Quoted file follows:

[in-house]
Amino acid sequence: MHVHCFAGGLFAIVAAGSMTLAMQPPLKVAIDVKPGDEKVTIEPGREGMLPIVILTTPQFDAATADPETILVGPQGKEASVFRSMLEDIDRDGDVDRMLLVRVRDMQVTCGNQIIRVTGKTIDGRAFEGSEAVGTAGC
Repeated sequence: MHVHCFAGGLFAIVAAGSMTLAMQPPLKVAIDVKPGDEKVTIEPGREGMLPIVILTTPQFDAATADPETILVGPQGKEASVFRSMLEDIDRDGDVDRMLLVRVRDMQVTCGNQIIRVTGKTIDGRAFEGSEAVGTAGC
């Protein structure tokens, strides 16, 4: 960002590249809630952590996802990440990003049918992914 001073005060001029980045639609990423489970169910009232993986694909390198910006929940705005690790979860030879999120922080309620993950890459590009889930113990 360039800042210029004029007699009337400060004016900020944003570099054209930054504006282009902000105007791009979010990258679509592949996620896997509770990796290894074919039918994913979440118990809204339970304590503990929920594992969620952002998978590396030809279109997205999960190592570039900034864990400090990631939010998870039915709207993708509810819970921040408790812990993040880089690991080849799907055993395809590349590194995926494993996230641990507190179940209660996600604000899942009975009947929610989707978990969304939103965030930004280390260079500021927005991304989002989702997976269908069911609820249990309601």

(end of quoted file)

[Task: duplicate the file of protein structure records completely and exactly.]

[in-house]
Amino acid sequence: MHVHCFAGGLFAIVAAGSMTLAMQPPLKVAIDVKPGDEKVTIEPGREGMLPIVILTTPQFDAATADPETILVGPQGKEASVFRSMLEDIDRDGDVDRMLLVRVRDMQVTCGNQIIRVTGKTIDGRAFEGSEAVGTAGC
Repeated sequence: MHVHCFAGGLFAIVAAGSMTLAMQPPLKVAIDVKPGDEKVTIEPGREGMLPIVILTTPQFDAATADPETILVGPQGKEASVFRSMLEDIDRDGDVDRMLLVRVRDMQVTCGNQIIRVTGKTIDGRAFEGSEAVGTAGC
């Protein structure tokens, strides 16, 4: 960002590249809630952590996802990440990003049918992914 001073005060001029980045639609990423489970169910009232993986694909390198910006929940705005690790979860030879999120922080309620993950890459590009889930113990 360039800042210029004029007699009337400060004016900020944003570099054209930054504006282009902000105007791009979010990258679509592949996620896997509770990796290894074919039918994913979440118990809204339970304590503990929920594992969620952002998978590396030809279109997205999960190592570039900034864990400090990631939010998870039915709207993708509810819970921040408790812990993040880089690991080849799907055993395809590349590194995926494993996230641990507190179940209660996600604000899942009975009947929610989707978990969304939103965030930004280390260079500021927005991304989002989702997976269908069911609820249990309601």